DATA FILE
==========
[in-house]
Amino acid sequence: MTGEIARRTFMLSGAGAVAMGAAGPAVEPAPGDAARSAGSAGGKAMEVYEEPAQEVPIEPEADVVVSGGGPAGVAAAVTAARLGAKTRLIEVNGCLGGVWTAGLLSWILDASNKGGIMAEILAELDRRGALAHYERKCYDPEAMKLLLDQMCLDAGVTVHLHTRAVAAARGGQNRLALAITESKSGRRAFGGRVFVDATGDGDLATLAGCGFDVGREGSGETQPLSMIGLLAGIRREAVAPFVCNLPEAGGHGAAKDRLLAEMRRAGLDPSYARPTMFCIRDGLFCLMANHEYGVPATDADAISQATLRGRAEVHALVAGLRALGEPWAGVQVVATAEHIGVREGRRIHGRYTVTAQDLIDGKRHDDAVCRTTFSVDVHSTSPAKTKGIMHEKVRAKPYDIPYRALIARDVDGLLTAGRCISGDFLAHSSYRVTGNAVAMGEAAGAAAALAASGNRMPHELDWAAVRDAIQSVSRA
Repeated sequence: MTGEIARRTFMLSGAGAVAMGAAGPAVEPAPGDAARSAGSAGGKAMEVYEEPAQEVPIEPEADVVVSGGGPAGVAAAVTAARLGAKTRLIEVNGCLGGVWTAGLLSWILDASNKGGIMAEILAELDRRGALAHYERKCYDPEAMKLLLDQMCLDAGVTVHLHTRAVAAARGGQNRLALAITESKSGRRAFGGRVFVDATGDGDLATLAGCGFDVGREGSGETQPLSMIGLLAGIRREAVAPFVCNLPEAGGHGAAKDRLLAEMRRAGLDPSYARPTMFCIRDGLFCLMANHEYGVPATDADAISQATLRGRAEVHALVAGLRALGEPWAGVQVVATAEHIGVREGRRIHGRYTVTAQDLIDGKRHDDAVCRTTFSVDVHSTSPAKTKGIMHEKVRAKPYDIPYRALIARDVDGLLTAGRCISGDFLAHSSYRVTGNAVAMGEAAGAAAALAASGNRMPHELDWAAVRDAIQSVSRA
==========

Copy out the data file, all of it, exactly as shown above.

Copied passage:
[in-house]
Amino acid sequence: MTGEIARRTFMLSGAGAVAMGAAGPAVEPAPGDAARSAGSAGGKAMEVYEEPAQEVPIEPEADVVVSGGGPAGVAAAVTAARLGAKTRLIEVNGCLGGVWTAGLLSWILDASNKGGIMAEILAELDRRGALAHYERKCYDPEAMKLLLDQMCLDAGVTVHLHTRAVAAARGGQNRLALAITESKSGRRAFGGRVFVDATGDGDLATLAGCGFDVGREGSGETQPLSMIGLLAGIRREAVAPFVCNLPEAGGHGAAKDRLLAEMRRAGLDPSYARPTMFCIRDGLFCLMANHEYGVPATDADAISQATLRGRAEVHALVAGLRALGEPWAGVQVVATAEHIGVREGRRIHGRYTVTAQDLIDGKRHDDAVCRTTFSVDVHSTSPAKTKGIMHEKVRAKPYDIPYRALIARDVDGLLTAGRCISGDFLAHSSYRVTGNAVAMGEAAGAAAALAASGNRMPHELDWAAVRDAIQSVSRA
Repeated sequence: MTGEIARRTFMLSGAGAVAMGAAGPAVEPAPGDAARSAGSAGGKAMEVYEEPAQEVPIEPEADVVVSGGGPAGVAAAVTAARLGAKTRLIEVNGCLGGVWTAGLLSWILDASNKGGIMAEILAELDRRGALAHYERKCYDPEAMKLLLDQMCLDAGVTVHLHTRAVAAARGGQNRLALAITESKSGRRAFGGRVFVDATGDGDLATLAGCGFDVGREGSGETQPLSMIGLLAGIRREAVAPFVCNLPEAGGHGAAKDRLLAEMRRAGLDPSYARPTMFCIRDGLFCLMANHEYGVPATDADAISQATLRGRAEVHALVAGLRALGEPWAGVQVVATAEHIGVREGRRIHGRYTVTAQDLIDGKRHDDAVCRTTFSVDVHSTSPAKTKGIMHEKVRAKPYDIPYRALIARDVDGLLTAGRCISGDFLAHSSYRVTGNAVAMGEAAGAAAALAASGNRMPHELDWAAVRDAIQSVSRA